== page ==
If your pet is showing signs of increased thirst and urination, excessive hunger, weight gain, decreased activity, chronic skin infections, hair loss, and occasional behavior changes, then you should take her to the veterinarian for a thorough evaluation as soon as possible. This is because the above list includes several of the more common signs of Cushing’s Disease when present in cats and dogs.
If your veterinarian diagnoses your pet with Cushing’s Disease, trilostane is one of the more common medicines used by veterinarians to treat the condition.
What Is Trilostane?
Trilostane is a synthetic steroidal enzyme inhibitor that decreases the high levels of cortisol hormone being produced by an overactive adrenal gland (hyperadrenocorticism).
Why Trilostane Is Prescribed in Veterinary Medicine
Because hyperadrenocorticism is the primary sign of Cushing’s Disease, trilostane is most often used to treat the condition. The drug is effective in treating pituitary-dependent hyperadrenocorticism, adrenal-dependent hyperadrenocorticism, and latrogenic hyperadrenocorticism.
It’s important to note that trilostane does not cure the disease, but rather it helps manage it by keeping cortisol levels in check. If your pet is prescribed trilostane for Cushing’s Disease, then she will most likely be on the medication for the remainder of her life as there is no known cure currently available.
Other Uses for Trilostane in Veterinary Medicine
In addition to being used to treat hyperadrenocorticism in cats and dogs, trilostane is also used by veterinarians to treat dogs diagnosed with alopecia X, a type of baldness that is also known as black skin disease because it causes the skin to turn black in color. Other names for the condition include: Adult Onset Growth Hormone Deficiency, Growth Hormone-Responsive Alopecia, Castration-Responsive Alopecia, and Adrenal Hyperplasia-Like Syndrome.
Dosage and Administration of Trilostane
Trilostane is given orally and should be administered to the pet exactly as prescribed by your veterinarian. The dosage and frequency are determined by many factors, including the size and weight of the pet being treated, the severity of the condition, and more. Because trilostane can cause nausea in some animals, it is recommended that pet owners administer the drug with food.
If you miss a dose, then be sure to give the next dose as soon as you remember to or, if it is close to the next scheduled dose, wait and resume with the next regularly scheduled dose. Do not administer a double dose to catch up on a missed dose. After administering trilostane, be sure to wash your hands thoroughly.
Special Precautions for Using Trilostane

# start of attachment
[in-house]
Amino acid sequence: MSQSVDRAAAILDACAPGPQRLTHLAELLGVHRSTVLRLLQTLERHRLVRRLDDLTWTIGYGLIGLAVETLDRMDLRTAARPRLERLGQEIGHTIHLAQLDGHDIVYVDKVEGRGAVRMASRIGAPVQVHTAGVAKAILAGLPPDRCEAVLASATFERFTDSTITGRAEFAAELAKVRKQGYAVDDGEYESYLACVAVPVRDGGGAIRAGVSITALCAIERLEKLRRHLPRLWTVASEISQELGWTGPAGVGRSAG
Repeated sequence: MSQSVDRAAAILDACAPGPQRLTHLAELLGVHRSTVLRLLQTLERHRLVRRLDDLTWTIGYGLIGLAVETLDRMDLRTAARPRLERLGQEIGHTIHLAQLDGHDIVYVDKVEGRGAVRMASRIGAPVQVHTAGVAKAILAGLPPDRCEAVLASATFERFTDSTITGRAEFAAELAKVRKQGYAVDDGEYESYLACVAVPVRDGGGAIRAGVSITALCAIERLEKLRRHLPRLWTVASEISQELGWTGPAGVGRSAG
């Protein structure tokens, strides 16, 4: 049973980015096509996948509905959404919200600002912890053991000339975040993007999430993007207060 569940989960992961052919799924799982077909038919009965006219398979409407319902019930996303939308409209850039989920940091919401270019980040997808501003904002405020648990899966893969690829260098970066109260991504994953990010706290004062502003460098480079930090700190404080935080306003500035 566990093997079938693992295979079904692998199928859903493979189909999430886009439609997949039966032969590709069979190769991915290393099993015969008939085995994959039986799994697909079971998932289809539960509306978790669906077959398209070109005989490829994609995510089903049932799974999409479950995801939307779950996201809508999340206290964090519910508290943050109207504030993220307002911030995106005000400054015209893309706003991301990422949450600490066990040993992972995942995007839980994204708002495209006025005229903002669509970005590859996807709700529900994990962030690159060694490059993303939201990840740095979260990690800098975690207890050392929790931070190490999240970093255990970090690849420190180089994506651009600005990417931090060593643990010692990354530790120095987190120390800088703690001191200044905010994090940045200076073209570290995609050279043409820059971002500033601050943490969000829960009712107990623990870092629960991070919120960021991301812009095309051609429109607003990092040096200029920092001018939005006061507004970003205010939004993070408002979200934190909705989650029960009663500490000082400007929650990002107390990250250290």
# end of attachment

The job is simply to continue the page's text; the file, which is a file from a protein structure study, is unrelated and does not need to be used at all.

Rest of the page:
Trilostane is only to be administered to the pet that it has been prescribed for. The medication should be kept well out of reach of children and pets.
Trilostane should be used with caution in pets that are pregnant or nursing because it may affect other hormones produced in the adrenal gland. This drug should be used with caution in dogs suffering from dehydration, weakness, or abnormal serum electrolyte levels because it can block the synthesis of other hormones (mineralocorticoids).
Since trilostane is metabolized by the liver, it should also be avoided in animals with known liver or kidney problems. Trilostane should also be used with caution in pets diagnosed with anemia.
Possible Side Effects of Trilostane
The most common side effects associated with trilostane include loss of appetite, lethargy, vomiting, diarrhea, and weakness. Trilostane affects hormone levels, so some side effects may also be related to low hormone levels, such as metabolic disturbances.
Less common but more severe side effects can include severe depression, hemorrhagic diarrhea, collapse, and pale hypoadrenocortical crisis or adrenal necrosis/rupture.
In rare cases, trilostane can cause the adrenal gland to stop functioning. If this occurs, then this will result in a permanent change in which the pet will need to be on corticosteroids and mineralocorticoids for the remainder of her life.
Known Drug Interactions With Trilostane
If your pet is taking other medications or supplements, you should let the veterinarian know about all of them. This includes notifying your veterinarian of the drug dosages and administration schedules, to help avoid any potential risk of interaction with trilostane. Currently, the only drugs known to interact with trilostane are potassium-sparing diuretics. When taken together, there is the potential for the pet to develop higher-than-normal serum potassium levels.